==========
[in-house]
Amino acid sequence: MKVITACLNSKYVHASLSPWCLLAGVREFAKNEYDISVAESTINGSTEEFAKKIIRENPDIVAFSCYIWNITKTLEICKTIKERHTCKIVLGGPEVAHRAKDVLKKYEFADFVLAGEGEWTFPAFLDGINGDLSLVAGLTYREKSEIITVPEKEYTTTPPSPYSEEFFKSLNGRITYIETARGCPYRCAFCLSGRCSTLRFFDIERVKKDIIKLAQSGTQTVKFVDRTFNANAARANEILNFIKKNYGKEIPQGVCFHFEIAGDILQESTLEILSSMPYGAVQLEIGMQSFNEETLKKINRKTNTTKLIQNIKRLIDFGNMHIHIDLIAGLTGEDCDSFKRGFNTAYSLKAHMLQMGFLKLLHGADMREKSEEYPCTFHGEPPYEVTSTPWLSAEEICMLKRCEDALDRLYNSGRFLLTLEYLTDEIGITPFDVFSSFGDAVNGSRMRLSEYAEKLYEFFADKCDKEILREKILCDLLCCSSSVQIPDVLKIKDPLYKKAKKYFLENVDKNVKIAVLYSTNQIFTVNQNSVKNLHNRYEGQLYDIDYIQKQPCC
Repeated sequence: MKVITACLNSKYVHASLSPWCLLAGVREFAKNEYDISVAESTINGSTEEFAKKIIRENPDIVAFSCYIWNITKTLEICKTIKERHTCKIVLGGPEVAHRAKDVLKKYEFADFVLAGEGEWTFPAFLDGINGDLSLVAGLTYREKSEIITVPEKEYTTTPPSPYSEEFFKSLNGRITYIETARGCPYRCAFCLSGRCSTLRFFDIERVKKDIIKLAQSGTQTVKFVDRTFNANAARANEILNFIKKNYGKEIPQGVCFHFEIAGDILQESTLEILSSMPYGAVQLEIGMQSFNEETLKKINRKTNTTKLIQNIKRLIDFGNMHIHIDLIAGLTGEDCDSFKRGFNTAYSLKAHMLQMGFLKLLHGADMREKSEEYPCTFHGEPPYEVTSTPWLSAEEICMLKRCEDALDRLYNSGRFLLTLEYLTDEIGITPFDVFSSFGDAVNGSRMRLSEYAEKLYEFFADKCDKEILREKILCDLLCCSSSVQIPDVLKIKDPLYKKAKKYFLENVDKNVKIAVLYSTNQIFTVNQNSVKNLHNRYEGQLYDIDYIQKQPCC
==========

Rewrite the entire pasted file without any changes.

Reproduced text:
[in-house]
Amino acid sequence: MKVITACLNSKYVHASLSPWCLLAGVREFAKNEYDISVAESTINGSTEEFAKKIIRENPDIVAFSCYIWNITKTLEICKTIKERHTCKIVLGGPEVAHRAKDVLKKYEFADFVLAGEGEWTFPAFLDGINGDLSLVAGLTYREKSEIITVPEKEYTTTPPSPYSEEFFKSLNGRITYIETARGCPYRCAFCLSGRCSTLRFFDIERVKKDIIKLAQSGTQTVKFVDRTFNANAARANEILNFIKKNYGKEIPQGVCFHFEIAGDILQESTLEILSSMPYGAVQLEIGMQSFNEETLKKINRKTNTTKLIQNIKRLIDFGNMHIHIDLIAGLTGEDCDSFKRGFNTAYSLKAHMLQMGFLKLLHGADMREKSEEYPCTFHGEPPYEVTSTPWLSAEEICMLKRCEDALDRLYNSGRFLLTLEYLTDEIGITPFDVFSSFGDAVNGSRMRLSEYAEKLYEFFADKCDKEILREKILCDLLCCSSSVQIPDVLKIKDPLYKKAKKYFLENVDKNVKIAVLYSTNQIFTVNQNSVKNLHNRYEGQLYDIDYIQKQPCC
Repeated sequence: MKVITACLNSKYVHASLSPWCLLAGVREFAKNEYDISVAESTINGSTEEFAKKIIRENPDIVAFSCYIWNITKTLEICKTIKERHTCKIVLGGPEVAHRAKDVLKKYEFADFVLAGEGEWTFPAFLDGINGDLSLVAGLTYREKSEIITVPEKEYTTTPPSPYSEEFFKSLNGRITYIETARGCPYRCAFCLSGRCSTLRFFDIERVKKDIIKLAQSGTQTVKFVDRTFNANAARANEILNFIKKNYGKEIPQGVCFHFEIAGDILQESTLEILSSMPYGAVQLEIGMQSFNEETLKKINRKTNTTKLIQNIKRLIDFGNMHIHIDLIAGLTGEDCDSFKRGFNTAYSLKAHMLQMGFLKLLHGADMREKSEEYPCTFHGEPPYEVTSTPWLSAEEICMLKRCEDALDRLYNSGRFLLTLEYLTDEIGITPFDVFSSFGDAVNGSRMRLSEYAEKLYEFFADKCDKEILREKILCDLLCCSSSVQIPDVLKIKDPLYKKAKKYFLENVDKNVKIAVLYSTNQIFTVNQNSVKNLHNRYEGQLYDIDYIQKQPCC